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Paparazzi long have built lucrative careers on capturing candids of Hollywood stars, but now they’re exploring a new source of revenue: suing those same stars for posting their pics on social media without permission.
Khloe Kardashian, Jessica Simpson and Gigi Hadid have each recently been sued for copyright infringement after paparazzi photos of themselves were shared on their official social media accounts. On Feb. 1, NFL star Odell Beckham Jr. sued Splash News for extortion after reportedly receiving a $40,000 demand for sharing an image of himself on Instagram.
Typically, paparazzi pics can easily be licensed for a couple of hundred bucks a pop. But if a star sees a photo online and shares it without permission, the move could lead to six-figure damages if it was willful.
“These lawsuits are ironic and unfair,” says Neel Chatterjee, a Silicon Valley-based intellectual property litigator who has handled big-ticket suits for Facebook. “Paparazzi take pictures of them without authorization but then get irritated when the people they took pictures of use the pictures. This is a form of trolling — where paparazzi see a new medium to try to monetize their work.”
Dan Taylor, a spokesman for BackGrid, a celebrity photo agency formed in 2016 when Xposure, AKM-GSI and FameFlynet USA merged, says his company outsources its copyright enforcement to a Beverly Hills-based outfit called Okularity, which scans the internet and print publications for clients’ photographs. Okularity then determines whether taking action is appropriate or if an unauthorized use qualifies for an exception under copyright laws. Xposure is the company suing Kardashian, and Taylor says unlicensed sharing shouldn’t be tolerated.
“It always hurts the licensing market because it’s rarely transformative and it’s displayed to the same audience and with the same purpose as BackGrid’s paying clients,” says Taylor. “Unauthorized distribution virtually destroys the licensing value of an image.”
Getty Images vp and corporate counsel Lizanne Vaughan agrees licensing content is the bedrock of the industry but says her company avoids litigation whenever possible.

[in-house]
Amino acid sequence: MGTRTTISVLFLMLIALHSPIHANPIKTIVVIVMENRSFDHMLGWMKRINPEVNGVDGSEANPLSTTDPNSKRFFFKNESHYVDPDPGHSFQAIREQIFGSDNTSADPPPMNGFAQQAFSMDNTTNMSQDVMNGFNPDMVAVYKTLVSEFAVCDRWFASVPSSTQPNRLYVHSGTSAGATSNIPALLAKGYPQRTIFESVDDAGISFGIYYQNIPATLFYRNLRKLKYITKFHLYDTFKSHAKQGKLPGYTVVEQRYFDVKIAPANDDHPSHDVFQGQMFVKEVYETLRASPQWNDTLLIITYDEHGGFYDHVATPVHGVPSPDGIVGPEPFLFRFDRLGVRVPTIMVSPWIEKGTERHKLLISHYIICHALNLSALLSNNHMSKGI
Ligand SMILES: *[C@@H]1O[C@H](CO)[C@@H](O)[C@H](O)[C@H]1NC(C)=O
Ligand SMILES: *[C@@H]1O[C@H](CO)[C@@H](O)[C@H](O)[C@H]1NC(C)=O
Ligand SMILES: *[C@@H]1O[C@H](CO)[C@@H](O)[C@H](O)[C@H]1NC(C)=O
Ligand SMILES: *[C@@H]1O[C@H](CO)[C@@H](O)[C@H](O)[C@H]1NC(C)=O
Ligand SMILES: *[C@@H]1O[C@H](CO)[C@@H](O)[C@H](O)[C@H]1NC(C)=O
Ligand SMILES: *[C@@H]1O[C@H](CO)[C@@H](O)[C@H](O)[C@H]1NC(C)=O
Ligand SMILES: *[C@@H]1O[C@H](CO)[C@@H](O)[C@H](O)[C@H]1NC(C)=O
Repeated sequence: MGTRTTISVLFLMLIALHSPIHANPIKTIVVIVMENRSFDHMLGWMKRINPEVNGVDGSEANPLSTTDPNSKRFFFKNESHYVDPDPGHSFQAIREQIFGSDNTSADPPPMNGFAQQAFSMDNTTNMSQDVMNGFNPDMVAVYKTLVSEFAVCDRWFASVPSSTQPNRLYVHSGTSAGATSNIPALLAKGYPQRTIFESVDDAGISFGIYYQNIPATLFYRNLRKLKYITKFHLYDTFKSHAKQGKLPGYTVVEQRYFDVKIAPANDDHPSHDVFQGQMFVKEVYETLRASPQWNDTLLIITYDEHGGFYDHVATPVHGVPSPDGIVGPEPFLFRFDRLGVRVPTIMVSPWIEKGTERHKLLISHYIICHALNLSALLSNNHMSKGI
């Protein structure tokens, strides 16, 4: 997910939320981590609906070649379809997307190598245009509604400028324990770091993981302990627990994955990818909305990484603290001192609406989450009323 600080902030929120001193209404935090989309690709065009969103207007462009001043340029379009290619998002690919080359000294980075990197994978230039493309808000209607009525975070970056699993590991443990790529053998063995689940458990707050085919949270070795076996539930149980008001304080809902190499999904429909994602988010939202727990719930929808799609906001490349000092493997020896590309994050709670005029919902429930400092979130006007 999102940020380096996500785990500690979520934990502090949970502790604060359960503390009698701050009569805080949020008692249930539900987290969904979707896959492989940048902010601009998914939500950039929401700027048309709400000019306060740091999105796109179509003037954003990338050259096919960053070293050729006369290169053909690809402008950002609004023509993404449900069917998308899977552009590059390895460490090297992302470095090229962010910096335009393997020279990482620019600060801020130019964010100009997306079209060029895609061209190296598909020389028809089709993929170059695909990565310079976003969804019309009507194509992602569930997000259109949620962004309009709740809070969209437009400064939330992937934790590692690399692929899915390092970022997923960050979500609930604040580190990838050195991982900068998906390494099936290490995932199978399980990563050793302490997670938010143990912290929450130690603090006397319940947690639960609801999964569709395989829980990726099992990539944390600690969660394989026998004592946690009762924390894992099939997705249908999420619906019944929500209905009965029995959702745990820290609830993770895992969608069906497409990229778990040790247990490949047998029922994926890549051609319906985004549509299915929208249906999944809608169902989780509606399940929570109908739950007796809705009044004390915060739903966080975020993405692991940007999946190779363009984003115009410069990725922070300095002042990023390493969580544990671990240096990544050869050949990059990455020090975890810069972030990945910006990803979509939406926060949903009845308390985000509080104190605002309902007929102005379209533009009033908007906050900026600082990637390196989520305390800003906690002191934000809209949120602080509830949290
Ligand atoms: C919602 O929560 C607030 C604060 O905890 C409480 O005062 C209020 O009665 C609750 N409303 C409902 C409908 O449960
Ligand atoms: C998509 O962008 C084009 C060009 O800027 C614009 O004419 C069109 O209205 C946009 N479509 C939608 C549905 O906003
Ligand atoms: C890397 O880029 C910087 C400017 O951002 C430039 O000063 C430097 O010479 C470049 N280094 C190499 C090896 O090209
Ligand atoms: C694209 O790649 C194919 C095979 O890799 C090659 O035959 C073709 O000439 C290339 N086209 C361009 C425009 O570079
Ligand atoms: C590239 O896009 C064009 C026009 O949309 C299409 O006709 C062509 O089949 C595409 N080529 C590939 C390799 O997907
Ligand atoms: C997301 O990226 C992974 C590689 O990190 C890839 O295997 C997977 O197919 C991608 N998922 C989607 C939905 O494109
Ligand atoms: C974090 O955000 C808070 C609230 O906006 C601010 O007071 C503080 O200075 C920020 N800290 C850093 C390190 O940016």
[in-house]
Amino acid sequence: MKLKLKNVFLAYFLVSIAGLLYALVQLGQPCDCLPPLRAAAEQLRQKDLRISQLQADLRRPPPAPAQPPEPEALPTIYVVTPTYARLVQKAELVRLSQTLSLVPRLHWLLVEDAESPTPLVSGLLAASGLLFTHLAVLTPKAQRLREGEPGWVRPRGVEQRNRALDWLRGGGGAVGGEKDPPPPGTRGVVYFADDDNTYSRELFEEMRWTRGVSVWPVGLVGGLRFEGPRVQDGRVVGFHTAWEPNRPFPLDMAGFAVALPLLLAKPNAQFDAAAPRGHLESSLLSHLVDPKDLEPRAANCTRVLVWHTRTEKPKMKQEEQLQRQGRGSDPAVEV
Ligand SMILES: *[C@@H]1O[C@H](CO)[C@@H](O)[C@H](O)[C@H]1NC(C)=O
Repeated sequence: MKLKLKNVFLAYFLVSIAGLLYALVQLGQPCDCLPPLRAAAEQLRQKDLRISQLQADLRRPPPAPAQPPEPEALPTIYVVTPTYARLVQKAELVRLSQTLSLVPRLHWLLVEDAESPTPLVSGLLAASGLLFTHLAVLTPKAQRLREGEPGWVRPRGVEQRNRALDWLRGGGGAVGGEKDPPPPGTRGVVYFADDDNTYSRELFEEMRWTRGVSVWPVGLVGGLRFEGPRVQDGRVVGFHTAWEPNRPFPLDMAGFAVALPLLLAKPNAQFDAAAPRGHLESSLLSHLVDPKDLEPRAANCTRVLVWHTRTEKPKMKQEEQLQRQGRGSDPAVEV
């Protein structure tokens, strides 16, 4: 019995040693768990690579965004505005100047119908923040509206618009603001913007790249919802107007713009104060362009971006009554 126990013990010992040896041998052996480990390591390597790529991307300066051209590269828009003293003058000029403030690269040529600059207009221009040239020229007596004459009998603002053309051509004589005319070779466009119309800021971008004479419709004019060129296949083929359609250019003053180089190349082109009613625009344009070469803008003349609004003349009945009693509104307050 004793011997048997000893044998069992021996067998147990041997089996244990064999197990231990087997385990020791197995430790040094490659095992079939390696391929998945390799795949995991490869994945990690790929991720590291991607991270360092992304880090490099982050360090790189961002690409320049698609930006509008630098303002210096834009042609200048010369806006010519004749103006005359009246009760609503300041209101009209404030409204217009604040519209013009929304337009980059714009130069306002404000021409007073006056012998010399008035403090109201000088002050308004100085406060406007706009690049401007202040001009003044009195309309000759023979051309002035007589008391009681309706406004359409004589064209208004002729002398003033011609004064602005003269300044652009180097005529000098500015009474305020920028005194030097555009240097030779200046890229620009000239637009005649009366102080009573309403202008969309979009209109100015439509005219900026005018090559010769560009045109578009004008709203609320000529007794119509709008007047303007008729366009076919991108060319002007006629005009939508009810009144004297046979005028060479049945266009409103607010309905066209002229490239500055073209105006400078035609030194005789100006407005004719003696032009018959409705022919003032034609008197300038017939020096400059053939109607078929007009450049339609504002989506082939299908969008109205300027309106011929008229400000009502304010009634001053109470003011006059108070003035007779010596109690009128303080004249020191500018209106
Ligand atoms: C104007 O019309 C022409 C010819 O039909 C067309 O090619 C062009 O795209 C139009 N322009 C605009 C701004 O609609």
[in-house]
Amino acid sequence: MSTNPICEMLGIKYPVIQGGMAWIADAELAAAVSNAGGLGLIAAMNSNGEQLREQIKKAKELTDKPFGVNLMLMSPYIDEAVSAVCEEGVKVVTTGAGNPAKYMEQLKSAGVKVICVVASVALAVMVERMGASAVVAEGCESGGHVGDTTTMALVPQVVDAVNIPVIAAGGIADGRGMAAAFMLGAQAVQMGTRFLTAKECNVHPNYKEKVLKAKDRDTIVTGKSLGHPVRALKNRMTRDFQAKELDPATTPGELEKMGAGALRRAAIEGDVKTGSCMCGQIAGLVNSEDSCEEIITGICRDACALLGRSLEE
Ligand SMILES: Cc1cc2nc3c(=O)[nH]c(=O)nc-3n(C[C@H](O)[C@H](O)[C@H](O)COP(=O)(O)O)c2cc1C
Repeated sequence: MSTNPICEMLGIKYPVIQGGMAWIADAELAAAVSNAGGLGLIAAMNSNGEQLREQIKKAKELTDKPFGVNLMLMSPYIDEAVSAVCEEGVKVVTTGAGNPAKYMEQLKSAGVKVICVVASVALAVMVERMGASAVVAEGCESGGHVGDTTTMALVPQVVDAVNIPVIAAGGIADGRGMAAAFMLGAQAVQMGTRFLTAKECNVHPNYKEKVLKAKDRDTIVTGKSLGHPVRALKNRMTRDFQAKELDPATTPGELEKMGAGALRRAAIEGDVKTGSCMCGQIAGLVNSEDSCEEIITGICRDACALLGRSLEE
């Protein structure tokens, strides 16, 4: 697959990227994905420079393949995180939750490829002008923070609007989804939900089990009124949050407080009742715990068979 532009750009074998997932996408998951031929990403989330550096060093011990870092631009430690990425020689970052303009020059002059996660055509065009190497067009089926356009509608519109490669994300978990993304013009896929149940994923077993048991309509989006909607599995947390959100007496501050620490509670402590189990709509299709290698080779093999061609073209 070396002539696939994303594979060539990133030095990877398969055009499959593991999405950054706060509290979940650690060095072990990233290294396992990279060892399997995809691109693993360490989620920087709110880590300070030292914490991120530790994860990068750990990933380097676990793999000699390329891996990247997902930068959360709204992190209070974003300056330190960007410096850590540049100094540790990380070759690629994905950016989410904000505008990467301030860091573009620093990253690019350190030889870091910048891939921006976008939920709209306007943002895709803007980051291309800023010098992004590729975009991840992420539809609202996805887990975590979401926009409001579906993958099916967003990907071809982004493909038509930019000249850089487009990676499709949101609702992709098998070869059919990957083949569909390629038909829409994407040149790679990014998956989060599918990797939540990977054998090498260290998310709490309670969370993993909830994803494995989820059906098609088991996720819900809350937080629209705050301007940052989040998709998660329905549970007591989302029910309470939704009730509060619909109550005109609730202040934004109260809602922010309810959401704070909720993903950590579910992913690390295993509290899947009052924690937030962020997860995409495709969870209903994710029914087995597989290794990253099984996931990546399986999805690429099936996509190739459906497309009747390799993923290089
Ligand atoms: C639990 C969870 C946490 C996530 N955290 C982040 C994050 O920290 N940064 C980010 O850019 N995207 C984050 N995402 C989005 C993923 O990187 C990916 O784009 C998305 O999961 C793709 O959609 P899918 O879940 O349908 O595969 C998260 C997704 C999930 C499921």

“Without a culture of licensing and enforcing of copyright, photographers lose their ability to sustain their craft,” she says. “How we manage conflicts on copyright is very fact-sensitive; there isn’t a one-size-fits-all approach. Where issues arise, and we can resolve them, short of litigation, that is always our preference.”
While neither celebrity photography nor social media is new, experts say the ability for influencers to now monetize their posts is most likely what’s driving the legal clashes. “Social media is actually a business for celebrities,” says attorney Jeffrey Greenbaum, who specializes in advertising and intellectual property law. “It’s not surprising that photographers are saying, ‘If you’re going to make money off your social media feed, it’s not fair that you’re going to take my photograph and not pay for a license to use it.’ “
While the suits have been geared toward street photos, awards-season red carpet images could spark the next wave of lawsuits.
Sharing a photo registered with the U.S. Copyright Office could trigger damages of as much as $30,000, even absent a finding that the infringement was willful. But without that registration, a photographer would have to prove that he or she was damaged by the use — and entertainment litigator Jeremiah Reynolds says proving significant damages would be difficult with red carpet pics because of the sheer volume of nearly identical images.
“One could argue there are 20 sets of the same photo floating around, so your damages are zero,” says Reynolds. “You’d subpoena the photo agencies and see what they sold for and offer to pay the guy 200 bucks to go away.”
Stefanie Keenan, a notable Hollywood events and fashion photographer who shoots for Getty, tells THR she doesn’t mind if stars share her images with watermarks that credit her. “I would rather have that happen than see stars using my images without a watermark after not having purchased the image or giving any credit to the photographers — or major publications reposting it from the star’s social media, again, without financial compensation,” she says. “This happens to me — in one form or another — all day every day, hundreds and hundreds of times a day.”
While other photographers may share Keenan’s outlook, attorneys still recommend caution.
“This is an area where celebrities and their representatives should be extremely careful,” says Greenbaum. “Giving credit might in some circumstances make the photographer less aggravated by the use, but it’s unlikely to change the analysis that using someone’s photograph without consent most of the time is going to be copyright infringement in this kind of situation.”
Natalie Jarvey and Chris Gardner contributed to this report.
A version of this story first appeared in the Feb. 7 issue of The Hollywood Reporter magazine. To receive the magazine, click here to subscribe.
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